Listing 1: Communication and Computation Overlap
1  buffer_comm = A;
2  buffer_work = B;
3  for (...) {
4      /* Send the communication buffer */
5      MPI_Isend(buffer_comm, ..., &req);
7      /* Do useful work on the other buffer */
8      do_work(buffer_work);
10     /* Finish the communication */
11     MPI_Wait(&req, &status);
13     /* Swap the buffers */
14     buffer_tmp = buffer_comm;
15     buffer_comm = buffer_work;
16     buffer_work = buffer_tmp;
17 }

And the Number 1, All-Time Favorite Evil to Avoid in Parallel is...

1: Assuming MPI_SEND Will [Not] Block

In a previous edition of this column, I included a sidebar entitled "To Block or Not To Block" describing typical user confusion as to whether MPI_SEND is supposed block or not. It still remains a popular question, frequently asked in multiple forms:

MPI_SEND and MPI_RECV are called "blocking" by the MPI-1 standard, but they may or may not actually block. Whether or not an unmatched send will block typically depends on how much buffering the implementation provides. For example, short messages are usually sent "eagerly" - regardless of whether a matching receive has been posted or not. Long messages may be sent with a rendezvous protocol, meaning that it will not actually complete until the target has initiated a matching receive. This behavior is legal because the semantics of MPI_SEND do not actually define whether message has been sent when it returns. The only guarantee that MPI makes is that the buffer is able to be re-used when MPI_SEND returns.

Receives, by their definition, will not return until a matching message has actually been received. If a matching short message was previously eagerly sent then it may be received "immediately" for example. This case is called an "unexpected" message, and MPI implementations typically provide some level of implicit buffering for this condition: eagerly-sent, unmatched messages are simply stored in internal buffering at the target until a matching receive is posted by the application. A local memory copy is all that is necessary to complete the receive.

Note that it is also legal for an MPI implementation to provide zero buffering - to effectively disallow unexpected messages and block MPI_SEND until a matching receive is posted (regardless of the size of the message). MPI applications that assume at least some level of underlying buffering are not conformant (i.e., applications that assume that MPI_SEND will or will not block), and may run to completion under one MPI implementation but block in another.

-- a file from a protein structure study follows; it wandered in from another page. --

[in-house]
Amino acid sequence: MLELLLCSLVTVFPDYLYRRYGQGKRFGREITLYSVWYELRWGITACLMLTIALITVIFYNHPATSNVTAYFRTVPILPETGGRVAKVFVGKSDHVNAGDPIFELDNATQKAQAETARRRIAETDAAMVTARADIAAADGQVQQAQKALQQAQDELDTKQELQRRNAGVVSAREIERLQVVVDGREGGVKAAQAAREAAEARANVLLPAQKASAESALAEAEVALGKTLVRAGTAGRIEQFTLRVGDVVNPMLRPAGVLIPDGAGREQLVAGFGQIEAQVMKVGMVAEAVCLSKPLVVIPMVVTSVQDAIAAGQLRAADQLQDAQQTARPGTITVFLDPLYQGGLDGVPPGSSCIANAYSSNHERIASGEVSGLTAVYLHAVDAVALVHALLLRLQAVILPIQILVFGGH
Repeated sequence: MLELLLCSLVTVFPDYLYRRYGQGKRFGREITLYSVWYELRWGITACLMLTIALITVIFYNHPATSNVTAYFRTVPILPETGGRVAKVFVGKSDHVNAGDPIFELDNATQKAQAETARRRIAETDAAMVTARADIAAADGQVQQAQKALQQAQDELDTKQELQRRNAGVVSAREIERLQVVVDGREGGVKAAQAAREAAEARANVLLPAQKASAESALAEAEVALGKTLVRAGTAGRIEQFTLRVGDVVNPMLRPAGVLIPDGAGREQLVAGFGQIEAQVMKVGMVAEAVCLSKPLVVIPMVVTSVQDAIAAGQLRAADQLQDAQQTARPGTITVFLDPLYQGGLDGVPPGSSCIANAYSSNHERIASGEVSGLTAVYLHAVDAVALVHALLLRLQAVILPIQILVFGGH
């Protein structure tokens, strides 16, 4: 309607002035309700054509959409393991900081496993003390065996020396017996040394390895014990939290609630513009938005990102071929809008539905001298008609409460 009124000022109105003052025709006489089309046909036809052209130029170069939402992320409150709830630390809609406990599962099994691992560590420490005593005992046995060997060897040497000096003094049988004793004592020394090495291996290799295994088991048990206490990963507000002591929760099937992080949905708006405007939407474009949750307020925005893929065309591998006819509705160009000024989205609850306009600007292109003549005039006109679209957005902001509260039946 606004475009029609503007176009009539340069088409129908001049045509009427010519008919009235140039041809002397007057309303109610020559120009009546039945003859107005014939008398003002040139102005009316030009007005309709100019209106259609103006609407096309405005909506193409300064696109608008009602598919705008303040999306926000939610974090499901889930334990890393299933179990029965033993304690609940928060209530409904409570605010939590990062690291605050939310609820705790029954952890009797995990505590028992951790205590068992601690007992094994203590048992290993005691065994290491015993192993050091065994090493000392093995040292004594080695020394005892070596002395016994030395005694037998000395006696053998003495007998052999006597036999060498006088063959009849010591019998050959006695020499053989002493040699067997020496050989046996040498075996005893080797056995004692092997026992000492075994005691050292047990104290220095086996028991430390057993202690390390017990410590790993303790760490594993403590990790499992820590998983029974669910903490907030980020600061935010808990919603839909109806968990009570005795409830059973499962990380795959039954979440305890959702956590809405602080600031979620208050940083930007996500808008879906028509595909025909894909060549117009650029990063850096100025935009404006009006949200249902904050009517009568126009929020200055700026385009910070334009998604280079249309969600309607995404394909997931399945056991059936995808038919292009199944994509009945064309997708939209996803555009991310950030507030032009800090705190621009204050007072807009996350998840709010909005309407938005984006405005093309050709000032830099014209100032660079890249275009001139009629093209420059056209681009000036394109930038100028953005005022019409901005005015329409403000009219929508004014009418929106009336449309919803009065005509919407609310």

Where to Go From Here?

There you have it - my canonical list of things to avoid while programming in parallel. Note that even though this is my favorite list, your mileage may vary - every parallel application is different. The real moral of the story here is to thoroughly understand both your application and the run-time environment of the MPI implementation that you're using. This understanding is the best way to obtain the best performance.

Next column, we'll launch into the nitty-gritty details of non-blocking communication. Stay tuned!

MPI Forum (MPI-1 and MPI-2 specifications documents)
MPI - The Complete Reference: Volume 1, The MPI Core (2nd ed) (The MIT Press) By Marc Snir, Steve Otto, Steven Huss-Lederman, David Walker, and Jack Dongarra. ISBN 0-262-69215-5
MPI - The Complete Reference: Volume 2, The MPI Extensions (The MIT Press) By William Gropp, Steven Huss-Lederman, Andrew Lumsdaine, Ewing Lusk, Bill Nitzberg, William Saphir, and Marc Snir. ISBN 0-262-57123-4.
NCSA MPI tutorial
This article was originally published in ClusterWorld Magazine. It has been updated and formatted for the web. If you want to read more about HPC clusters and Linux, you may wish to visit Linux Magazine.

Jeff Squyres is the Assistant Director for High Performance Computing for the Open Systems Laboratory at Indiana University and is the one of the lead technical architects of the Open MPI project.